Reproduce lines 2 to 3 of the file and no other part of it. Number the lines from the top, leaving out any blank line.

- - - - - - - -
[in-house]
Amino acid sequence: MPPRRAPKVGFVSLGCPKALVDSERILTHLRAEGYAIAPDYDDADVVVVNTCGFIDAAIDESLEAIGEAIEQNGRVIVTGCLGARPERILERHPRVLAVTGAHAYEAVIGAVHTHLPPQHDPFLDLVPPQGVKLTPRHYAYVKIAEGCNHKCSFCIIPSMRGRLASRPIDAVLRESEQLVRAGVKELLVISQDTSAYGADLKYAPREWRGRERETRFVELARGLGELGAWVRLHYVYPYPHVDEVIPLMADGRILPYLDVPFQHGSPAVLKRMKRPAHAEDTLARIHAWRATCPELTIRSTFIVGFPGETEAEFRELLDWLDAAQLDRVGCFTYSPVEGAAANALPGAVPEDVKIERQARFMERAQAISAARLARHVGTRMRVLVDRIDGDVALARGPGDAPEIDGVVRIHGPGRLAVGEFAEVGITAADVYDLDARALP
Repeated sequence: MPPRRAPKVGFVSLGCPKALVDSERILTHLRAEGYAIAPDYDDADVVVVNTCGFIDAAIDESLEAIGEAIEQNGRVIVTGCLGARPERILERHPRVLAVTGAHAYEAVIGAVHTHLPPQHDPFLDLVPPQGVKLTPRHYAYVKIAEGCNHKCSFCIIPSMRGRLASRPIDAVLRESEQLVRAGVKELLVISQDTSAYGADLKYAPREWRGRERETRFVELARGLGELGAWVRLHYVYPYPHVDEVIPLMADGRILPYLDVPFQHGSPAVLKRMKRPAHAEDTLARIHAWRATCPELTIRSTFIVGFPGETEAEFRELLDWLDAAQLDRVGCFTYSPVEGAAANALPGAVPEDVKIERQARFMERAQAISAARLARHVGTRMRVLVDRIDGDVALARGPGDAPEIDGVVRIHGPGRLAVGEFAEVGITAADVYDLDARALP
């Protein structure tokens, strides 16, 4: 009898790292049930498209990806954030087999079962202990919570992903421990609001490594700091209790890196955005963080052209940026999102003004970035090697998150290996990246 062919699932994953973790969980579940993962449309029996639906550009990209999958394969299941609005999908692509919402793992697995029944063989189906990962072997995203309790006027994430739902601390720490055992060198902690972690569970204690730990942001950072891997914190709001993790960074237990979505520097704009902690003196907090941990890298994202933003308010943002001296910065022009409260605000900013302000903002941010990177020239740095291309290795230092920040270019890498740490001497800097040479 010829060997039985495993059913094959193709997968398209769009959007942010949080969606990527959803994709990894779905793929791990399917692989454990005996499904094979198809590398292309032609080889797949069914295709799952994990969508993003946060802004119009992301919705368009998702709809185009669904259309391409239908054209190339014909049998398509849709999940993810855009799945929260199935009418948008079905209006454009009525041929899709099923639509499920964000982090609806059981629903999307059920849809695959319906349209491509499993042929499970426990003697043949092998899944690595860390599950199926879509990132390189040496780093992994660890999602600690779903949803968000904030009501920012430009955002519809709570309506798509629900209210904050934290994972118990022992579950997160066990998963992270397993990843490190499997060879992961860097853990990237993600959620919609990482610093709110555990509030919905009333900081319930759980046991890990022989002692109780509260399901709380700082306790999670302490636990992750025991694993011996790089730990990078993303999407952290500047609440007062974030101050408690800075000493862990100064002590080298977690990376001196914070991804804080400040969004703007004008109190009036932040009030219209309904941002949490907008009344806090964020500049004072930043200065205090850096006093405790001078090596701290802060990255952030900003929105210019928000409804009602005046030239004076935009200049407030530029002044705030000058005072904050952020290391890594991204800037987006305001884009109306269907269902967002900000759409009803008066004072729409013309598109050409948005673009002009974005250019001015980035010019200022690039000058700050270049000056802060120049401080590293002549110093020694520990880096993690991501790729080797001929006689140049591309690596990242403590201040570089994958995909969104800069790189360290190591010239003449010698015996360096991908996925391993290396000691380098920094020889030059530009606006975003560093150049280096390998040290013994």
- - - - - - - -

Amino acid sequence: MPPRRAPKVGFVSLGCPKALVDSERILTHLRAEGYAIAPDYDDADVVVVNTCGFIDAAIDESLEAIGEAIEQNGRVIVTGCLGARPERILERHPRVLAVTGAHAYEAVIGAVHTHLPPQHDPFLDLVPPQGVKLTPRHYAYVKIAEGCNHKCSFCIIPSMRGRLASRPIDAVLRESEQLVRAGVKELLVISQDTSAYGADLKYAPREWRGRERETRFVELARGLGELGAWVRLHYVYPYPHVDEVIPLMADGRILPYLDVPFQHGSPAVLKRMKRPAHAEDTLARIHAWRATCPELTIRSTFIVGFPGETEAEFRELLDWLDAAQLDRVGCFTYSPVEGAAANALPGAVPEDVKIERQARFMERAQAISAARLARHVGTRMRVLVDRIDGDVALARGPGDAPEIDGVVRIHGPGRLAVGEFAEVGITAADVYDLDARALP
Repeated sequence: MPPRRAPKVGFVSLGCPKALVDSERILTHLRAEGYAIAPDYDDADVVVVNTCGFIDAAIDESLEAIGEAIEQNGRVIVTGCLGARPERILERHPRVLAVTGAHAYEAVIGAVHTHLPPQHDPFLDLVPPQGVKLTPRHYAYVKIAEGCNHKCSFCIIPSMRGRLASRPIDAVLRESEQLVRAGVKELLVISQDTSAYGADLKYAPREWRGRERETRFVELARGLGELGAWVRLHYVYPYPHVDEVIPLMADGRILPYLDVPFQHGSPAVLKRMKRPAHAEDTLARIHAWRATCPELTIRSTFIVGFPGETEAEFRELLDWLDAAQLDRVGCFTYSPVEGAAANALPGAVPEDVKIERQARFMERAQAISAARLARHVGTRMRVLVDRIDGDVALARGPGDAPEIDGVVRIHGPGRLAVGEFAEVGITAADVYDLDARALP